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    Accepting Responsibility
    My youngest child is beginning the college application process. Both of his siblings went to Virginia state colleges: his brother graduated last year and his sister is in her fourth year. In total, I’ve sat in ten college information sessions, toured nine campuses, and helped submit ten applications -- all Virginia state schools. Why look elsewhere when our state has a wealth of great colleges and our bank account has a dearth of money?

    As usual, my experience has made me a know-it-all. So, for rookie parent and students starting their college search, I have some words of wisdom. Two words, in fact: Don’t Assume.

    1. Don’t assume that because your child graduated from a Virginia high school and lived in Virginia all his life that he’ll get into the Virginia state college of his choice. Unless, of course, he graduated with a 24.87 GPA, published translations of 17th century Russian poetry, discovered a solar system, and moved to another state so he has a better chance of getting into the Virginia state college of his choice. Here, there is no such thing as a safety school.

    2. Don’t assume that the parents who shout out questions during college information sessions are typical . In reality, we don’t all need to know about Honors Program, Honors Housing, Honors Dining, Honors Gym Facilities, Honors shower flipflops, and Honors Microfridges.

    3. Don’t assume your child remembered to change the name of the college each time he cut and pasted his personal statement into each application.

    4. Don’t assume the tuition and room/board amount covers everything.

    4a) Tuition: don’t assume it includes the cost of textbooks, which apparently are laboriously handwritten with saffron ink and bound with gold.
    4b) Housing: don’t assume your child will be able, or willing, to live on-campus all four years. Rule of thumb: cost of off-campus housing = cost of college room/board x number of reallys used to describe the apartment’s awesomeness and convenience. Note: your security deposit is a sucker bet (i.e kiss it goodbye). We once lost a deposit because we left the phonebook in the hall closet. A co-worker lost hers because of leaves on her son’s balcony. Landlords use security deposit sucker bets to pay locals to talk up the property’s awesomeness and convenience.

    5. Don’t assume all the required application documentation is received by the college admissions office. My friend’s son counted on getting accepted via Early Decision to his first-choice college. What he didn’t count on was his transcript languishing on his high school advisor’s desk two weeks after the deadline.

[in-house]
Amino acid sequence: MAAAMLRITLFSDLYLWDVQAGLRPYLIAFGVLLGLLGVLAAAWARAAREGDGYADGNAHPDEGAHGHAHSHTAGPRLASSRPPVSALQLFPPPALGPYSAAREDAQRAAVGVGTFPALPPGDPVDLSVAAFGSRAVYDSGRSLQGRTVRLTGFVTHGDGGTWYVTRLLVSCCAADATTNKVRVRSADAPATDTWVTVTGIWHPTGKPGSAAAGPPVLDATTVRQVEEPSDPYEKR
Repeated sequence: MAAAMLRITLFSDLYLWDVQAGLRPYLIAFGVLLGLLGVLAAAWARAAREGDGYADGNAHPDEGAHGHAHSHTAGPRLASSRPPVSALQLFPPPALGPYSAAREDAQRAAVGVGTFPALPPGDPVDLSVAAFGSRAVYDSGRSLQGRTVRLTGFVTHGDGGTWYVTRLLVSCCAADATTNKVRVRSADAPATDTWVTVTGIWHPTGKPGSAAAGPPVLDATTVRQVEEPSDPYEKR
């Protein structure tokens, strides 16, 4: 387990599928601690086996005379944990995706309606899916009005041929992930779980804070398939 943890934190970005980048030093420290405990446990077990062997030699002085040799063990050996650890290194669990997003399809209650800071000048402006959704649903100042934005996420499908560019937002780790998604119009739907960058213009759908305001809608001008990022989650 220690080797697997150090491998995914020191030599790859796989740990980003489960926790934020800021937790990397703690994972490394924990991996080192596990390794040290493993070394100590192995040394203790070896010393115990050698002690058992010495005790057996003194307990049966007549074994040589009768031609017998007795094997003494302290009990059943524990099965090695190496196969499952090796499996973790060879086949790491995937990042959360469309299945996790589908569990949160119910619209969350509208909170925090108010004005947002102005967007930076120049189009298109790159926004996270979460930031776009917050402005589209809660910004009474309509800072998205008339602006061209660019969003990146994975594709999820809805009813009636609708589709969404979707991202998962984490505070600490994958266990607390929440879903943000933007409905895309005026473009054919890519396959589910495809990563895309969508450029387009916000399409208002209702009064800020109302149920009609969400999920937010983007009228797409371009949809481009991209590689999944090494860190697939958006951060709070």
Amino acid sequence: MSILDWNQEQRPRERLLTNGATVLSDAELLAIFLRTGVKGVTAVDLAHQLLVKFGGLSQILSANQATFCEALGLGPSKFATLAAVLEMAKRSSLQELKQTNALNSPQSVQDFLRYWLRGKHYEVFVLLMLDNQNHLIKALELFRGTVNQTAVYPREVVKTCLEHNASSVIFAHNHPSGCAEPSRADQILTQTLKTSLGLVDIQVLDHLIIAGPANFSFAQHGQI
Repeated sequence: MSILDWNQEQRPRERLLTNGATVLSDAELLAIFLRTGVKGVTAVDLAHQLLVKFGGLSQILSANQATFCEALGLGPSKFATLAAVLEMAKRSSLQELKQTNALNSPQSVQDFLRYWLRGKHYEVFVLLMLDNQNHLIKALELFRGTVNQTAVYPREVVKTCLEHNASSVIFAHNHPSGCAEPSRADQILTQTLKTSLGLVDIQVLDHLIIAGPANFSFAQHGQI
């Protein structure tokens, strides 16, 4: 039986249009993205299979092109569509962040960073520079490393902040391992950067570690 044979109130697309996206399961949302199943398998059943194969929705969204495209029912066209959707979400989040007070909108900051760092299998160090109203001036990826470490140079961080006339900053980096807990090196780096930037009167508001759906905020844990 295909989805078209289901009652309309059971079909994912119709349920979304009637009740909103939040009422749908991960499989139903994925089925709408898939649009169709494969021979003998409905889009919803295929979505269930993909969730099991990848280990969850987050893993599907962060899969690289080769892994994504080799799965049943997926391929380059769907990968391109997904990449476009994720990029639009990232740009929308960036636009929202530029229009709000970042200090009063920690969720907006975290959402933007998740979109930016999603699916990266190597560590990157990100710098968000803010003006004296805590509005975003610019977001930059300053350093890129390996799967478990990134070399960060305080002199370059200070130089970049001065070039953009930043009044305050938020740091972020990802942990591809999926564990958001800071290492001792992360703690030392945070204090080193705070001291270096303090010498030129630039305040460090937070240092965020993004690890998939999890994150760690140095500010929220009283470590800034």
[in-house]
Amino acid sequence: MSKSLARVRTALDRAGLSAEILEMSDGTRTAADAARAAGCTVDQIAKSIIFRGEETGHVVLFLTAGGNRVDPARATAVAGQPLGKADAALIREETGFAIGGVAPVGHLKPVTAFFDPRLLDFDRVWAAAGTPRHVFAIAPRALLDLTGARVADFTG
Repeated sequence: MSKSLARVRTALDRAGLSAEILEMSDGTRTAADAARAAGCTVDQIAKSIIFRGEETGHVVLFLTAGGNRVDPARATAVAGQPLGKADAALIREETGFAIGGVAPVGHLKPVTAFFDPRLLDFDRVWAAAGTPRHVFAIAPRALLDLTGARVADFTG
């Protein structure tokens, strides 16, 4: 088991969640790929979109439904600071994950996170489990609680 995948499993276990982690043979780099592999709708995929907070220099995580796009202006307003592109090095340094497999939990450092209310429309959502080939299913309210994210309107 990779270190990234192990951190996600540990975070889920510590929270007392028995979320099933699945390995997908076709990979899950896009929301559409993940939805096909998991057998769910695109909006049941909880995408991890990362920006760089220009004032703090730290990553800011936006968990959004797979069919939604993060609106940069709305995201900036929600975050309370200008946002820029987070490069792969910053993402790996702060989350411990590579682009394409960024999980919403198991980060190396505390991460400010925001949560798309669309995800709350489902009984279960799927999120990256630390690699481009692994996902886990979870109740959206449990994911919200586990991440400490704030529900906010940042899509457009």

6. Don’t assume the college of your child’s dreams offers the program of his dreams. My daughter’s first acceptance was a binding decision to a Virginia university. Through pure dumb luck, a month later I found out the college dropped her intended program – a development so recent, I was the one who clued-in the department dean.

    7. Don’t assume tour guides accurately represent a college. During one my nephew’s tours, a guide pointed out “great places to party” on campus, including hotspot examples complete with empty beer bottles. My most memorable tour guide moment: while visiting a typical dorm room, I asked the guide what would happen if my daughter’s roommate wanted a boyfriend to stay overnight. My mortified daughter backed into the common area when the guide enthusiastically replied, “Oh, don’t worry! Most RA’s look the other way, so that would be, like, totally okay. It happens, like, ALL the time!” The collective gasp from the other parents sent ripples through the cheap aluminum blinds.

    8. Don’t assume your child will get scholarships. I have yet to meet a parent whose child got as much as they deserved or counted on, which is why there are student loans and jobs in the cafeteria.

    9. Don’t assume that you’ll get through even one information session without choking up. It doesn’t get easier.
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    Loudoun Business Journal - Summer 2014

    Loudoun Business Journal - Spring 2014